The Fun Middle Ages

Work was not the only thing that kept people alive in the Middle Ages. While work certainly took up a lot of their time, our ancestors enjoyed their leisure time not so differently than we do. They enjoyed more fun and knew how to have a good time.
rytířská zbroj
We can zoom in on the very ordinary daily life of a middle-class man who never suffered from hunger or lack, but had to know his trade well. The hours of the day were set according to the time the sun rose and set. Of course, summer days were long and winter days were short. Still, they worked at least half a day. The noon meal was at least two hours long. Even in the Middle Ages, there were holidays when people did not have to work. Sunday came from the word “not work,” and the seventh day of the week was never worked. There were nine dozen holidays, and our ancestors might have been envious.
mladá čarodějnice
These ample holidays were used for entertainment, but were often filled with other work. Especially in villages where livestock were kept, holidays were spent surrounded by an abundance of food and drink. Among the games, dice were particularly popular, but the church leaders of the time were not pleased with this. The “forbidden fruit” was the most delicious. People also enjoyed participating in plays, holding contests, and holding beauty pageants similar to ours (which at the time elected the queen of the harvest).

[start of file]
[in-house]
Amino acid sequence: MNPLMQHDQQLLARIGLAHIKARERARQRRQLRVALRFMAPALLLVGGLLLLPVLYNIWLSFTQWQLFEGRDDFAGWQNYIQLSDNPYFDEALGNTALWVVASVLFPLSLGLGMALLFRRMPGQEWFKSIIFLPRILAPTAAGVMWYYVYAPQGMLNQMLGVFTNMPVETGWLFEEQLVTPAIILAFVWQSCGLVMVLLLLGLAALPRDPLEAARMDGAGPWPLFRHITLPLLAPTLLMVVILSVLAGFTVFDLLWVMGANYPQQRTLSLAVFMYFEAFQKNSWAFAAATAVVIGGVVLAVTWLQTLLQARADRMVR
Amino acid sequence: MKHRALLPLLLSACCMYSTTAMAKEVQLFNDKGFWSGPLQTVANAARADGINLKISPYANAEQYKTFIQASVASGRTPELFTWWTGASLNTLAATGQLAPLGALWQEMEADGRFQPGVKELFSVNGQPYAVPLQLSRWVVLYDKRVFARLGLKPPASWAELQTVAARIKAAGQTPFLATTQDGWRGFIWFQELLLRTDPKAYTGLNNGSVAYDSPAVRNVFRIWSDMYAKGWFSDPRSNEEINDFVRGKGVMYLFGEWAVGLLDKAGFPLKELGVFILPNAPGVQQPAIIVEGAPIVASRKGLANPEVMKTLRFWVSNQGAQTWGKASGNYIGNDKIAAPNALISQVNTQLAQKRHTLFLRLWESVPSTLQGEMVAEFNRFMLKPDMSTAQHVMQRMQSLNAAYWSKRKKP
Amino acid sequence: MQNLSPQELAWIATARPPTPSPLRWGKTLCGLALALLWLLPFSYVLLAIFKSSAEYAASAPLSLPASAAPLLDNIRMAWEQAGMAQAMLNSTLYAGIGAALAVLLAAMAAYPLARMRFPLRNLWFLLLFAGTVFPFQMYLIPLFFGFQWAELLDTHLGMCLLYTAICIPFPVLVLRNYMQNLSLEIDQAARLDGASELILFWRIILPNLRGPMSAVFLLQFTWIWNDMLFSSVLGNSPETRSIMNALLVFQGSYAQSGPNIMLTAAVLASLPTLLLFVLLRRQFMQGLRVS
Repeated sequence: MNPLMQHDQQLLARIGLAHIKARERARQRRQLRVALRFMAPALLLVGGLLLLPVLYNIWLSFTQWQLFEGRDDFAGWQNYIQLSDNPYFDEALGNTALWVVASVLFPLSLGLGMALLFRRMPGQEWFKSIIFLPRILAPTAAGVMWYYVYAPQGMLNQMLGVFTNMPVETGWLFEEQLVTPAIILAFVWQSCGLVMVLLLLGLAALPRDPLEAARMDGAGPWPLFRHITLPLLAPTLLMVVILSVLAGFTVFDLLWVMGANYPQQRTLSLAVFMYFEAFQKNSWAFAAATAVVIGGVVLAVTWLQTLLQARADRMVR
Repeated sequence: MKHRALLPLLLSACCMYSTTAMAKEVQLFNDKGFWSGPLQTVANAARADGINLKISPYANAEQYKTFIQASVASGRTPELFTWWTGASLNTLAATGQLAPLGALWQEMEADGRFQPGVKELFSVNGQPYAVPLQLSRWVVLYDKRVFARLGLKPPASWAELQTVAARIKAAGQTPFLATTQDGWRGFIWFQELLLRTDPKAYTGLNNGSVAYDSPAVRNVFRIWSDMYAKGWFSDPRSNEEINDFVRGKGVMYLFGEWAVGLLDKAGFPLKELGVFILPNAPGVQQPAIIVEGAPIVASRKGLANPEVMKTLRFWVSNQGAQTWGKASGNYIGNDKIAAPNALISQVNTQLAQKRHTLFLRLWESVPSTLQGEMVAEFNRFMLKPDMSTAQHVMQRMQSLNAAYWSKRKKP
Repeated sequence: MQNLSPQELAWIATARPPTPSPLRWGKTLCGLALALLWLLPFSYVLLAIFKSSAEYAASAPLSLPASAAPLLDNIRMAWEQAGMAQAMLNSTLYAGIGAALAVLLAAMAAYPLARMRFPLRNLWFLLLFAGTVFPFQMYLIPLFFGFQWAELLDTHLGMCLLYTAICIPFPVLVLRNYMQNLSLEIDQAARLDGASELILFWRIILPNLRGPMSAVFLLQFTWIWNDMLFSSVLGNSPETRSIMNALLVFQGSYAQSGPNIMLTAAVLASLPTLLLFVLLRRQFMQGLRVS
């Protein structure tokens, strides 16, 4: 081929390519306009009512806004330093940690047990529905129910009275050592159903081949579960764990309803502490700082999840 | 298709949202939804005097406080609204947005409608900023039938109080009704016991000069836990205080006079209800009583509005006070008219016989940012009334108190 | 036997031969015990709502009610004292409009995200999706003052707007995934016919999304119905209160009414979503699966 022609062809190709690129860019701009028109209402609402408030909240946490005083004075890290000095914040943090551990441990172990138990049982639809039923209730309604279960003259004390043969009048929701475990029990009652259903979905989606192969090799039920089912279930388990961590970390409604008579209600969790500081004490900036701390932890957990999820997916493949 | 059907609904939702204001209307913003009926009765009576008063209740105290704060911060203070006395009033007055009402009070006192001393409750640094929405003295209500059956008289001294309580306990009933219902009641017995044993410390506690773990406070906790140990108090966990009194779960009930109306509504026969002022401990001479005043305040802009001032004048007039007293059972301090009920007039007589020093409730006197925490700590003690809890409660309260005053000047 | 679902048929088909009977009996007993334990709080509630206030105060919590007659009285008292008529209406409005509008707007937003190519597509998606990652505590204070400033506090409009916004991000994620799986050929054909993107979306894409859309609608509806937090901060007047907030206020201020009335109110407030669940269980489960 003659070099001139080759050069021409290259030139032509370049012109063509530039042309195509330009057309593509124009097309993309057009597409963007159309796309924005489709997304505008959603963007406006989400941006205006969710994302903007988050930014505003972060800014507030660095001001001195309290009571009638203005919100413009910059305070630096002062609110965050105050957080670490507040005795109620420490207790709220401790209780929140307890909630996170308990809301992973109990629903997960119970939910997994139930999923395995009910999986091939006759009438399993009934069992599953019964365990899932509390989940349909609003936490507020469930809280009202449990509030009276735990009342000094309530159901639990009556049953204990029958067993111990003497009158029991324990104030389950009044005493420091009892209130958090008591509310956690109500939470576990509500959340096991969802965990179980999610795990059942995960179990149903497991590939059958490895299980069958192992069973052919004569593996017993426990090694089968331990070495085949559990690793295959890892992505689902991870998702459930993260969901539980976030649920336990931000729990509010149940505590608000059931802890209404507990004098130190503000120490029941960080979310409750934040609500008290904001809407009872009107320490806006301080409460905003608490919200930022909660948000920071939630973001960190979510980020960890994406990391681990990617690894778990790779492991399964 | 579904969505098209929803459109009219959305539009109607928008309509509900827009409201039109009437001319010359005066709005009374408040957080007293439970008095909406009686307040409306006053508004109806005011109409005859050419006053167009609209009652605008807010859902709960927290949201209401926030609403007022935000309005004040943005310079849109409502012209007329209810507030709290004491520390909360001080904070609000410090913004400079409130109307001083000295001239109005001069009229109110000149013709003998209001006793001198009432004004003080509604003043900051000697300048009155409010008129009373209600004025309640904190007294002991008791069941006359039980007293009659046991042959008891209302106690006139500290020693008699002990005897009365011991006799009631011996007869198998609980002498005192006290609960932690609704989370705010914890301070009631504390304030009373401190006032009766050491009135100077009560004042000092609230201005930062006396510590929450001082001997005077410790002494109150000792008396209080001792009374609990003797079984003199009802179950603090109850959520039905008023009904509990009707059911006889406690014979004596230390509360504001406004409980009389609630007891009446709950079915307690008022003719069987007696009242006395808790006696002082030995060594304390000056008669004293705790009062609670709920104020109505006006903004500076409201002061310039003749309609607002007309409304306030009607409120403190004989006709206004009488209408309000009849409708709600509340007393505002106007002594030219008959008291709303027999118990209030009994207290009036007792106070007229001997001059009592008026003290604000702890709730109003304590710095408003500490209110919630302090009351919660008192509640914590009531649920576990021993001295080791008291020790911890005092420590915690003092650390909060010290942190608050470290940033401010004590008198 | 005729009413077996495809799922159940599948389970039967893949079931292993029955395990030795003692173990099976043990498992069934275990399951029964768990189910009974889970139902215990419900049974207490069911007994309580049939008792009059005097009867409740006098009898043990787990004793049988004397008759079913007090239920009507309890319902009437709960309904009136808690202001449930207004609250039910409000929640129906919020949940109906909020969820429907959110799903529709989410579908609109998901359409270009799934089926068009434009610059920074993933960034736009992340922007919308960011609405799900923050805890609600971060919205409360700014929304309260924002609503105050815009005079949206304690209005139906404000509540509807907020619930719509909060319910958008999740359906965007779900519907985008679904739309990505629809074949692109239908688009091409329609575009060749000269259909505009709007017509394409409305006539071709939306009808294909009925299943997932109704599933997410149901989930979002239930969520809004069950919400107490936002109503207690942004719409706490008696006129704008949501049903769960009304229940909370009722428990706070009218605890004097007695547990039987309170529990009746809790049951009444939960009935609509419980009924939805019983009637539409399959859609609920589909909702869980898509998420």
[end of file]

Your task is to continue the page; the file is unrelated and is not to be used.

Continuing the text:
poražený rytíř
The wealthy classes loved to visit the countryside, where the ladies sought peace among the trees and picked flowers, and the gentlemen organized horseback rides, often combined with hunting. Picnics, dancing, and singing also took place in the countryside. Much like today\’s pastimes.
From catching fish to dancing to grand feasts, people entertained themselves in a variety of ways. We haven\’t changed that much in hundreds of years, don\’t you think?